Tlou Energy Limited has reached yet another milestone in its gas to power project after reaching the critical stage of extracting gas from coal, a development that points to the commercial viability of the gas project.
The Botswana Stock Exchange listed company focused on delivering gas-to-power- solutions in Botswana by tapping on coal bed methane (CBM) natural gas – wholly owns the most advanced gas project in the country, Lesedi CBM project, which it promotes as a solution to the region’s chronic power shortages. On Wednesday, the company announced that the Lesedi 3 – the first dual lateral production pod completed earlier this year – has successfully reached Critical Desorption Pressure (CDP) in the horizontal wells. CPD is the pressure that gas begins to come out of the coal after a careful dewatering process, and the company has defined this as a positive milestone in its operations.
Tlou also disclosed that the next stage of operation at Lesedi 3 involves continued water pumping which should see gas pressure steadily increase inside the casing to an optimal point so that flow testing and flaring of the gas can begin. Lesedi 4 (the second pod drilled and completed) continues to be carefully dewatered in a controlled manner as planned, the company said.
“Since the commencement of production testing, the dewatering process at Lesedi 3 and Lesedi 4 has steadily progressed with CDP recently being reached at Lesedi 3. The primary objective remains to demonstrate a commercial gas flow rate,” Tony Gilby, Tlou’s Managing Director, said in a statement accompanying the company’s production update.
It has been a busy and productive half year for the company, underpinned by some achievements that include a new prospecting licence, delivery of drilling operations on time and on budget, production tests, winning tender stages and successfully raising capital.
In the first quarter of the year, Tlou acquired a new 3-year long coal and CBM prospecting licence from Botswana’s department of mines. The licence area is approximately 1,000 km2 and is situated adjacent to the company’s existing licences, and the company believes the area to be prospective given the encouraging results observed at the Lesedi project.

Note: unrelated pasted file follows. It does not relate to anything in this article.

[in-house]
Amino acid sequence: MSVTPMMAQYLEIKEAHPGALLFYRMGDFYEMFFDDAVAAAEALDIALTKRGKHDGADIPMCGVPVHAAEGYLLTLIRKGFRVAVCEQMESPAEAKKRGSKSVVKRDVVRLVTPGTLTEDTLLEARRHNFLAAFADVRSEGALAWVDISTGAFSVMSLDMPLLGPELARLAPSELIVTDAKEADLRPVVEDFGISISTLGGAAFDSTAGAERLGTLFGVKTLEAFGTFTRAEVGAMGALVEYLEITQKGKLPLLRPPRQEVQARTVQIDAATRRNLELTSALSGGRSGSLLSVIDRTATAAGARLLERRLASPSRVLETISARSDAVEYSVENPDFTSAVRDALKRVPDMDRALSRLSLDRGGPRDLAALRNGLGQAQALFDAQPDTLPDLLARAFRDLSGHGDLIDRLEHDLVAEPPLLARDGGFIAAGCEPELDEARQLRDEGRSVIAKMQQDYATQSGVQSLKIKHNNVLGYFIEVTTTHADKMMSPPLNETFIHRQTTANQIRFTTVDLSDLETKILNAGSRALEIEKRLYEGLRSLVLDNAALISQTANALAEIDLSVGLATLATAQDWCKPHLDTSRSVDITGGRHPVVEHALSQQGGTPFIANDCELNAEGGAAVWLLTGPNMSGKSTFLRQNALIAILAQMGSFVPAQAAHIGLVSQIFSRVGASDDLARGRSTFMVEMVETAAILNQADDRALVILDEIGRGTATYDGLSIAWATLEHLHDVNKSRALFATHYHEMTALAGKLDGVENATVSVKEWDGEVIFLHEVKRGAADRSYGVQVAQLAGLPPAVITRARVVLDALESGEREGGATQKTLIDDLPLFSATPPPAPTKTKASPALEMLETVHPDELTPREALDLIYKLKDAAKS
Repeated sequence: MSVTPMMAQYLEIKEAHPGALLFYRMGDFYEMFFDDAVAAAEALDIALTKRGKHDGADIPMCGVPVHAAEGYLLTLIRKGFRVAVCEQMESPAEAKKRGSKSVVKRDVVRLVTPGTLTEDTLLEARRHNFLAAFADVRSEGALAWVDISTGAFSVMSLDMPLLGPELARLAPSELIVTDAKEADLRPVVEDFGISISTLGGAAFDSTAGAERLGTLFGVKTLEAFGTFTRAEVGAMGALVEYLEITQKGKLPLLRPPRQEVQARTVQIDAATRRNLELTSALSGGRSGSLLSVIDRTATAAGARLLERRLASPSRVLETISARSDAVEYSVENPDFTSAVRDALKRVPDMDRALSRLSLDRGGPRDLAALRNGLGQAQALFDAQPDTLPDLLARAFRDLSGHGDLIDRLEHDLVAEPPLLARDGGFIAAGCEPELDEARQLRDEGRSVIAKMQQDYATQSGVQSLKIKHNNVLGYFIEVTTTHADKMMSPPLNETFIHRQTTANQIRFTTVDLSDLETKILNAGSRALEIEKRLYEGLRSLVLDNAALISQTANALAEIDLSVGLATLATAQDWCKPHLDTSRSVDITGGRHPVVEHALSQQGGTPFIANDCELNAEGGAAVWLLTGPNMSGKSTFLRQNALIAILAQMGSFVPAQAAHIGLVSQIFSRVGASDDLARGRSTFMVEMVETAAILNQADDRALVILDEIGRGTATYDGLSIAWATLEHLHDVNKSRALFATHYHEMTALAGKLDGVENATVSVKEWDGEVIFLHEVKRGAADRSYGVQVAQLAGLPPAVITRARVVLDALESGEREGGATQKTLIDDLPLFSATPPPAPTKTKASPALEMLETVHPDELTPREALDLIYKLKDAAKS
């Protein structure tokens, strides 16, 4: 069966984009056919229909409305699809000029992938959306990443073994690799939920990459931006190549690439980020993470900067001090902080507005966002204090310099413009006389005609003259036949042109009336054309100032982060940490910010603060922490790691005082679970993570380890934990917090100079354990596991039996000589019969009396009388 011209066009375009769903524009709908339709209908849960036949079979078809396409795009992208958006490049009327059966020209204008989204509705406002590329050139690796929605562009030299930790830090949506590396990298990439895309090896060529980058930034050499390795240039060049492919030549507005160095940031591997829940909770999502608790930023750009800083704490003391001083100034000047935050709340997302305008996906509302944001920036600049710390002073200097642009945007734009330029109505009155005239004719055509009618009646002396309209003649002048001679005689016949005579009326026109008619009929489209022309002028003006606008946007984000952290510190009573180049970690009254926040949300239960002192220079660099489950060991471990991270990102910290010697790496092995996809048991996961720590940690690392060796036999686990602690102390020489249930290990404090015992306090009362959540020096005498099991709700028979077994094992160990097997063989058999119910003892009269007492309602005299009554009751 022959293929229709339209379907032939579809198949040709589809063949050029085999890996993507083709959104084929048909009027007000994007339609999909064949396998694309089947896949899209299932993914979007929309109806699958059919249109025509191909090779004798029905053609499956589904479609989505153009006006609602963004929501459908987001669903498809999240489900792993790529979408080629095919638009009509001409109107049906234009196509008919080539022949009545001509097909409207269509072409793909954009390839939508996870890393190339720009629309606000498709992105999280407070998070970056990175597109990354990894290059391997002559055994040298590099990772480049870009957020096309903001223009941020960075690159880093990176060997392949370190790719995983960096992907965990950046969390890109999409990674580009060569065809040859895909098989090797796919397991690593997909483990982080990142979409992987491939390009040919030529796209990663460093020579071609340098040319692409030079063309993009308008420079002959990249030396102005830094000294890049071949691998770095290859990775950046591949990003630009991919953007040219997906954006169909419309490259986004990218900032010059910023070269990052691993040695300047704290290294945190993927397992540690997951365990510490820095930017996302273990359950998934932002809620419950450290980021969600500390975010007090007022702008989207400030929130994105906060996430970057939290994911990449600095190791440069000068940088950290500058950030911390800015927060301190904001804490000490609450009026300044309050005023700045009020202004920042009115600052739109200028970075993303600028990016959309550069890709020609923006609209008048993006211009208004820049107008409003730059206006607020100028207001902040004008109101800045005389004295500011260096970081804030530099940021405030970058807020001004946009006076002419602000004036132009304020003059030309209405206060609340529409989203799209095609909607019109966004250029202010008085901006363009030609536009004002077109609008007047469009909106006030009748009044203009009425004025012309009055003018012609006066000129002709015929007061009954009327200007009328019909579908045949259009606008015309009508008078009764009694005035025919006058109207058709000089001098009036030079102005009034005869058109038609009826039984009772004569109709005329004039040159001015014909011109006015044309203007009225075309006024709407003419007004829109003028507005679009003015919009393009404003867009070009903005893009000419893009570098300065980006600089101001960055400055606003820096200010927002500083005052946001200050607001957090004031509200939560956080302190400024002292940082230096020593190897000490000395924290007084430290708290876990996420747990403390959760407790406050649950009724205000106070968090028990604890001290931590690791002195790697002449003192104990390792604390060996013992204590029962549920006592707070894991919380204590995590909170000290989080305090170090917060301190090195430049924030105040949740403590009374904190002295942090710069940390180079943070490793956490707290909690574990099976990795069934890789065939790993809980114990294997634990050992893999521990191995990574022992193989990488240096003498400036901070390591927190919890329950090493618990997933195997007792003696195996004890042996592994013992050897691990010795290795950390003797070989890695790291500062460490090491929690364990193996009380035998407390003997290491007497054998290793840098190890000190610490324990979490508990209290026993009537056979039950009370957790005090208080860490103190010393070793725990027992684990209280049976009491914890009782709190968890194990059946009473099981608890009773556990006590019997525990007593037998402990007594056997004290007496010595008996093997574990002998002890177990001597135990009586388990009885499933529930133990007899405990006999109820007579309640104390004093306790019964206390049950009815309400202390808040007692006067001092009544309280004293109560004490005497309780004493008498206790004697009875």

Covering an area of approximately 3,800 km2, and consisting of four coal and CBM prospecting licences and a mining licence, Lesedi CBM project, is currently Tlou’s focal point for operations – which include dewatering the Lesedi development wells. The company said the program was a success – completing on time and within budget, with a significant amount of gas observed bubbling from the production wells.
Last month, Tlou received confirmation from the Botswana government that it has been chosen as a preferred bidder for the development of a “Maximum of 100 MW of Coal Bed Methane fuelled power plants in Botswana”. This follows the company’s October 2018 submission to the government’s Request For Proposal (RFQ) for said project, of which Tlou received the highest pass mark for the compliance, technical and financial stages.
On the corporate side, Tlou succeeded in raising capital from existing shareholders and a new Botswana based fund manager. In the capital raising exercise, the company sold an additional 41.1 million shares to raise P30.1 million. One of the biggest buyers of the shares was Botswana Public Officers Pension Fund (BPOPF), buying about 68 percent shares that were on offer to bring its total stake in Tlou to 47.2 million or 10.49 percent of the company, which makes BPOPF the largest single shareholder in Tlou Energy Limited.